Followers | By Megan Angelo

Followers | By Megan Angelo

Orla Cadden is a budding novelist stuck in a dead-end job, writing clickbait about movie-star hookups and influencer yoga moves. Then Orla meets Floss―a striving wannabe A-lister―who comes up with a plan for launching them both into the high-profile lives they dream about. So what if Orla and Floss's methods are a little shady and sometimes people get hurt? Their legions of followers can't be wrong. Thirty-five years later, in a closed California village where government-appointed celebrities live every moment of the day on camera, a woman named Marlow discovers a shattering secret about her past. Despite her massive popularity―twelve million loyal followers―Marlow dreams of fleeing the corporate sponsors who would do anything to keep her on-screen. When she learns that her whole family history is based on a lie, Marlow finally summons the courage to run in search of the truth, no matter the risks. Followers traces the paths of Orla, Floss and Marlow as they wind through time toward each other, and toward a cataclysmic event that sends America into lasting upheaval. At turns wry and tender, bleak and hopeful, this darkly funny story reminds us that even if we obsess over famous people we’ll never meet, what we really crave is genuine human connection. (Goodreads)

My thoughts



Narrative and Plot

Followers is one of my top favorites of 2020 so far. The story is set in two timelines. One in the 2015s and the other 2050s. Between then and now, the one major difference is the Internet and the way we use it.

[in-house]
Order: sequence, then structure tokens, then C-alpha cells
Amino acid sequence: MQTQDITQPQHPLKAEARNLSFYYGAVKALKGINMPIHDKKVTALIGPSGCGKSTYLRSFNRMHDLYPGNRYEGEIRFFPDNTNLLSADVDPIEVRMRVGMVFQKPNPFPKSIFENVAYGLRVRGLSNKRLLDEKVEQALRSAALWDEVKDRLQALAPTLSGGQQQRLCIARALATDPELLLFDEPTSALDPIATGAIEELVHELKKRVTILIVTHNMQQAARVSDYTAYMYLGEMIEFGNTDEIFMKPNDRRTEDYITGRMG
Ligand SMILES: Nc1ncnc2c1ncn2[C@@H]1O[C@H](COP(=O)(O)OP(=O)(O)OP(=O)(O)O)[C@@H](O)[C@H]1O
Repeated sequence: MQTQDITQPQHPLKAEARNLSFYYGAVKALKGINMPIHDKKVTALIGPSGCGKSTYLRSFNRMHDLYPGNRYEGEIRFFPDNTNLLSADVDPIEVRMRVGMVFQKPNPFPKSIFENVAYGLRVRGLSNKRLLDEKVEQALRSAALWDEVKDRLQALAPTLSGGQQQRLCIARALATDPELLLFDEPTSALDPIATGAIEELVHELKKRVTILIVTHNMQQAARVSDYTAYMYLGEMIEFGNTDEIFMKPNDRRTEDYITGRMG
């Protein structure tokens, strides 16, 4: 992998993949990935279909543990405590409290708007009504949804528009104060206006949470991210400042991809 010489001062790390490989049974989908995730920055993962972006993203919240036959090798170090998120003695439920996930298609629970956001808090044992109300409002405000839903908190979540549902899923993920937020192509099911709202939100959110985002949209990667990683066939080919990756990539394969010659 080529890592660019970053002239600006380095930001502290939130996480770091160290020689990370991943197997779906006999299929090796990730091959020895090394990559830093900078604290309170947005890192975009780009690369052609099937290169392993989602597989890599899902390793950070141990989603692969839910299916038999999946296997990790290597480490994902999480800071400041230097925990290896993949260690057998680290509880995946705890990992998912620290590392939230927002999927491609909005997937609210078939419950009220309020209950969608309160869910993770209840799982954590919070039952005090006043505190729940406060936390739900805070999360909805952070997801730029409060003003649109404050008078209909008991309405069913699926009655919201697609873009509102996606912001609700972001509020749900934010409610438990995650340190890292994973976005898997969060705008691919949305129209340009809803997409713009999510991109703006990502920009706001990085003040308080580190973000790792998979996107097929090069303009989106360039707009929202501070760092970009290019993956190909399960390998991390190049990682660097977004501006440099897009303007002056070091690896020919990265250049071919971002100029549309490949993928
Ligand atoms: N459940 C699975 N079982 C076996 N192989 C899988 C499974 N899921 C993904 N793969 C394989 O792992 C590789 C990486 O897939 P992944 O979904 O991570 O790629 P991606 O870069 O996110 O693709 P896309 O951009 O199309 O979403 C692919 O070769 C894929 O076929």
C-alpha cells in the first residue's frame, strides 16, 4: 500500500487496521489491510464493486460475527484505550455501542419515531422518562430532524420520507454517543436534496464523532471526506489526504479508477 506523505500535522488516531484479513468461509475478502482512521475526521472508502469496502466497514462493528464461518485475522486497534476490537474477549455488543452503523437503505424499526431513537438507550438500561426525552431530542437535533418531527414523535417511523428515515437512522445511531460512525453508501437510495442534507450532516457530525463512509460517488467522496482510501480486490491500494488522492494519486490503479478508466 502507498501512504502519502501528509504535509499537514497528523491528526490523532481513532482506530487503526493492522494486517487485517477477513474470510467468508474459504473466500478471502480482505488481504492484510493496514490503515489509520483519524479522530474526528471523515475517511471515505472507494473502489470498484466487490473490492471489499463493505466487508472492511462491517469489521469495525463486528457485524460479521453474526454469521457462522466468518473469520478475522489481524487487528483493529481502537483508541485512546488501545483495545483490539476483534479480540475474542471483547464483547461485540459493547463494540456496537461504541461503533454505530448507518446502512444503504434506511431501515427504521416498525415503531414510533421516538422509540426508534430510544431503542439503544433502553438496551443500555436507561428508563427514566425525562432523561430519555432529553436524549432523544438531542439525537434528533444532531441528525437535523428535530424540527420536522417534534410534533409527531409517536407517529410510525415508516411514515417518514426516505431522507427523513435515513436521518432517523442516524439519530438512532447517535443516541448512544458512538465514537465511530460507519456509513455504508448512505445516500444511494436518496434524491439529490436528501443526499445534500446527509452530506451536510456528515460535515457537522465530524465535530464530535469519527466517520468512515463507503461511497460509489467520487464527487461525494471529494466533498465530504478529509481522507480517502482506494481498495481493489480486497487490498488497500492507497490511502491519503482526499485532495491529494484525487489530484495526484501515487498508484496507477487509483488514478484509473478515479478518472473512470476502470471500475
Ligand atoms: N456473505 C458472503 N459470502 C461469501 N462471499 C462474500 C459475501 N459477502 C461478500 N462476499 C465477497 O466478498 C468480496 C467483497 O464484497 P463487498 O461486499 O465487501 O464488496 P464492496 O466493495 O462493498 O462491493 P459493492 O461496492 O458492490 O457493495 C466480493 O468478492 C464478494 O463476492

With its futuristic and Black Mirror-ish plot the Followers get your attention right from the start. Each chapter is like a beautifully woven web which piques your curiosity. As the story progresses the connection between the past and the future becomes strong.



Characters and Conflicts



The story is told mostly by Marlo and Orla. As the story progresses in both timelines, you see who they are and how their worlds collide. One of the remarkable things about the book is that none of the characters are black and white. Every single one of them has flaws. These flawed characters make the narrative more believable and relatable.

The conflict of the book is one of the most relevant and pressing in the current times. This is the era of influencers and the book explores how far you can go to get your fix of fame. And how the system can channel into its own benefit, if things go bleak. It is on that focal point a reader can connect with this story.

Marlo and Orla are both not perfect women and neither is Flos. But they’re not completely superfluous. There is something real going on when it comes to the relationship between these three. Orla and Flos’s friendship is a twisted tale that takes the reader on a real trip. Marlo on the other hand is a woman who finds herself by looking into her past. The characters stay true to their flaws till the end and yet the story wraps itself up with a satisfying conclusion.




Overall, Followers is a must read if you’re interested in the futuristic dystopian Black Mirror-ish world. The book also sheds light on our dependence to our “devices” and to the extend it dictates our life, choices and thoughts. In a world of likes, views and trends, Followers definitely has an important place.


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